Our Faith is purchas'st at no mighty cost,
And we shall sleep securely if 'tis lost.
But if the sad event shall prove a God
Then will the Disbeliever feel his rod.
Why then will Men their wisedom thus betray
And by their folly cast themselves away?
In things of lesser moment and concern
They can with ease the safest way discern,
But when th' Immortal Soul is made the stake
With what contentedness the Fools mistake?
If we on Roads of War and Danger go,
And are not sure but we may meet our Foe,
Wisely we arm against the worst event,
Least made his Slaves we should too late repent,
[Page 30] This differs from our case in Terms and Name,
But in reality is just the same.
Belief of God our Souls securely arms,
And makes them proof against all future harms.
But if unarm'd we venture to appear,
And find a God, 'twill cost us very dear.
Darkness and Horrour, Pain and Misery
Will be our doom to all Eternity.
Belief like Weapons we about us bear
To guard our selves from danger and from fear.
Thus arm'd we hope to find a God at last,
After a life in peace and quiet past,
If we succeed, as there's no doubt we shall,
We save our Ruine and Eternal fall,
If not the worst event that we can have
Is to lye sensless in the silent Grave.
The Third sort of Atheists confuted
For the third sort, who by their lives dethrone
That God, whom they for fashions sake will own,
These do more mischief in the World than those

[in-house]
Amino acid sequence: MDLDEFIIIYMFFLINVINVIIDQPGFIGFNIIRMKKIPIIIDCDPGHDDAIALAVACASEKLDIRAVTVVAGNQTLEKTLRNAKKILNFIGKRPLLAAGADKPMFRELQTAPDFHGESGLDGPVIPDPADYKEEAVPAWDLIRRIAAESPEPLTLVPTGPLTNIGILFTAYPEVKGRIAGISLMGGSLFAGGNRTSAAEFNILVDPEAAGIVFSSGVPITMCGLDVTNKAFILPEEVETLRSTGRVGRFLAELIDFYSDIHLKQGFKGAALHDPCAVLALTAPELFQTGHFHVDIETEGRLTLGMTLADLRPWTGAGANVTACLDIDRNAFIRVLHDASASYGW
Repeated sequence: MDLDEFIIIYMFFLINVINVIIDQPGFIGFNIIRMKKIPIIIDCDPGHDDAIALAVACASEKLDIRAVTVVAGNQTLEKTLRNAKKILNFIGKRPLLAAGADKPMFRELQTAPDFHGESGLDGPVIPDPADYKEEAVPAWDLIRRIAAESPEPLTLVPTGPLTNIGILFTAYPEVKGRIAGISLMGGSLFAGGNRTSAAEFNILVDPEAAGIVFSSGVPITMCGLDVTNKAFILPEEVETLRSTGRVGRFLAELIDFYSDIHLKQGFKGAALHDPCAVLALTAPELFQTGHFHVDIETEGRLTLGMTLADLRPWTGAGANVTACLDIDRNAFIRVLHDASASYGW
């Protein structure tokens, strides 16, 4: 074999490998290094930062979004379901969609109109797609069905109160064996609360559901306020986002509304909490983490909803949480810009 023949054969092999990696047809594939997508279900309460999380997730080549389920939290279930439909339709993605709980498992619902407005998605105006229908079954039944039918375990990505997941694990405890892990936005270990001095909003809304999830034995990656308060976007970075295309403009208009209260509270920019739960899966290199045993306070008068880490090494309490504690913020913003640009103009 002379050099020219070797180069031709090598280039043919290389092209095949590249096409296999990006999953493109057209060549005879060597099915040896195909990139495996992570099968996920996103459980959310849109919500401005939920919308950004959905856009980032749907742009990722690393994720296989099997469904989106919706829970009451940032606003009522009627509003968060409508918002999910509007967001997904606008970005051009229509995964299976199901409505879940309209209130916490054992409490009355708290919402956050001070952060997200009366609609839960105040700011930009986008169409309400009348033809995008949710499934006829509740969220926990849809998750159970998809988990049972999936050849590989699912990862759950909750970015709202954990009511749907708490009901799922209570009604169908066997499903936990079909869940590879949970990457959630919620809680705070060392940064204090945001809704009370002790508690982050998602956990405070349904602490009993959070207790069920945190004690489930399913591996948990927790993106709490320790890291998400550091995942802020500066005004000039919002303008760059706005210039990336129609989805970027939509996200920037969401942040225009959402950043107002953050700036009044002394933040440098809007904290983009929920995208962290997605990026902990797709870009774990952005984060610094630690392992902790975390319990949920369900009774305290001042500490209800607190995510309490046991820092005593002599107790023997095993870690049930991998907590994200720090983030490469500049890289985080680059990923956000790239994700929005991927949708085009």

Who do with open force a God oppose.
[Page 31] 'Tis much the better, and the wiser way
To disallow a God, than disobey,
Better to own no Lord, than this our Lord betray.
Some Men with fatal prejudices blind
Seek for a Deity they cannot find;
And this is some, though but a bad excuse,
And no way fit for Men of sense to use.
But they, who in their sinful courses live
And yet protest they do a God believe,
Speak contradictions, and must either think
That God will at their sin and lewdness wink,
(Which plainly shows their thoughts are much amiss
And that they had as good not own God is)
Or else they only play the Hypocrite
And only say they do believe aright,
But in their hearts they sawcily defye
The Pow'r and Justice of a Deity.
Of all the three, then, our last spark is worst,
And consequently will be most accur'st,
[Page 32] For him the flames of Hell, if it can be,
Shall still be rais'd to a more quick degree,
As a reward for his Hypocrisie.
Thus have the Atheists been distinctly try'd,
The first for rashness, Impudence and Pride,
For his abuse of Natures Sacred Laws,
And holding off when Reason prov'd the Cause.
The second for his want of Wit to chuse
The safest way, the dangerous refuse.
The Third, for his prophane Hypocrisie
And boldly telling a Religious lye.
The Tryal done, I have no more to say,
Their next Appeal is on the Judgment-Day,
When to their shame God will his pow'r exert,
And in their ruine will himself assert.

Glory be to God.